Now here we find Gandalf telling Elrond something that Elrond should also know full well, since Aragorn was actually raised in Elrond's household, and was even informed of his true identity as Isildur's heir by Elrond. But then, that was Tolkien's Aragorn: Estel, the Hope of Men, Elessar the Elfstone, foretold by prophecy, by vision and by name; the bearer of the shards of Narsil, and in whom it was said that the might and nobility of Númenor could be seen again. When Tolkien's Aragorn is introduced at Bree, he comes complete with credentials and introductions from Gandalf, even his own rhyme: "All that is gold does not glitter / Not all those who wander are lost..." Jackson's Aragorn, however, only comes with a five-o'clock shadow, a nickname and some clever repartee. We can at least be grateful that Jackson didn't revert to calling him "Trotter," as Tolkien originally did...

Why does Elrond speak so disdainfully of the Man who is pledged to his rough-and-tumble, stallion ridin' daughter Arwen? Why is it left to Legolas to stick up for Aragorn in the Council of Elrond? Why does Aragorn seem so, well, in need of therapy, instead of like Mad Max?
 

Aragorn the Heroic 

One reason, of course, is the usual concern of compact efficiency in the narrative; another is the need to reduce the number of characters; and a third is the need to introduce historical background through the mouths of principal characters. But oddly enough, in a version of Tolkien's story where almost every act of faith is replaced by an act solidly supported by knowledge and fact, Jackson has elected to remove the certainty of Aragorn's fate with a Modern's portrayal of self doubt. And he has done this because he sees Aragorn as the central character of The Lord of the Rings : the third installment is called, after all, The Return of the King. For Tolkien, Aragorn is heroic because he is a Hero. For Jackson, Aragorn is a hero because he becomes one.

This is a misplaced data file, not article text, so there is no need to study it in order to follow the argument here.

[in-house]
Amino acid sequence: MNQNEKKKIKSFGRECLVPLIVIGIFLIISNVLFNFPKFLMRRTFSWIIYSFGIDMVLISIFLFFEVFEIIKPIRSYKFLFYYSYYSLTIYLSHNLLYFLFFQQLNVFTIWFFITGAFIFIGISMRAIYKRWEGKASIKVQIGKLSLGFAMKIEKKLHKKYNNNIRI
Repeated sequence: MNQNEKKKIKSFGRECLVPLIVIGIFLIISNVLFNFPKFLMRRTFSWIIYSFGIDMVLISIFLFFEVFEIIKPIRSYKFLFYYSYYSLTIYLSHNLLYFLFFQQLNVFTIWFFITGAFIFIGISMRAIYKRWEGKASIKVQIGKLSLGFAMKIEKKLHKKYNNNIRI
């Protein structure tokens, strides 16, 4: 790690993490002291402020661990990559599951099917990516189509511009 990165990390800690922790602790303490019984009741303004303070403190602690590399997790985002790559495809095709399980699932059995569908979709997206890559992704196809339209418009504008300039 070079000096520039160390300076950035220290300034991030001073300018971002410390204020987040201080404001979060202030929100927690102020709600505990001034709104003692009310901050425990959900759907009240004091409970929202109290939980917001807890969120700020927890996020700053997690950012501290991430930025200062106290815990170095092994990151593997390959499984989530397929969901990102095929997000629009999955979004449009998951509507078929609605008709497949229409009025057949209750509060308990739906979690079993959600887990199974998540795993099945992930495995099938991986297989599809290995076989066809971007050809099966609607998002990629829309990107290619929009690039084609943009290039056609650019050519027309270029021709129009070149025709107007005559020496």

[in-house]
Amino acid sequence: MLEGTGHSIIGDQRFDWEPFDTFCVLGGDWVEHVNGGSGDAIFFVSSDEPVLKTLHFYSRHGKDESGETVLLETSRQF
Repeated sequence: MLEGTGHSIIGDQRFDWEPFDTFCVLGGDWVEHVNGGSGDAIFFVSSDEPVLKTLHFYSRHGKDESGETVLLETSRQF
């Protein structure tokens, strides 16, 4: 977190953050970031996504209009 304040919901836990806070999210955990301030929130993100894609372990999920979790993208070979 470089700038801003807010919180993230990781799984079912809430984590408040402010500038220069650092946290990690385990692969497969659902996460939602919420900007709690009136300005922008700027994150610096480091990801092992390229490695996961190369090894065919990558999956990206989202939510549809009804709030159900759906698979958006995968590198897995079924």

Further Understanding Jackson 

Viggo Mortensen, who plays Aragorn, has been questioned about his portrayal, and tells the press that Aragorn is less about "being" and more about "becoming." We certainly see this as The Fellowship of the Ring progresses. After Gandalf falls in Moria, the Hobbits collapse in grief outside. It is at this moment that Aragorn takes charge, encouraging Boromir, Gimli and Legolas to keep the Hobbits moving. Even Boromir's attitude toward Aragorn begins to change at this point, and in his dying breath in Aragorn's arms he declares, "I would have followed you, my brother: my captain, my king!"
Again, it is in Jackson's creative choices that we find clues to his intent. Yes, he has left out much of Tolkien's character-defining backstory for Aragorn; but the invention of three key scenes (Elrond's conversation with Gandalf, the grief of the Hobbits outside Moria, and Boromir's death in Aragorn's arms) makes it clear that Jackson's Aragorn is a Man who will have to win the hand of his betrothed. In this way, and through the expansion of Arwen's role, Jackson has managed to turn The Lord of the Rings into more of a romance than was intended by Tolkien. Is this for good or ill? That all depends on how much of a purist one is. For me, it makes the story work better as a movie; and I look forward to further transformation of Aragorn, which in turn points to the "transformation by the renewing of the mind" that is possible for all in Christ.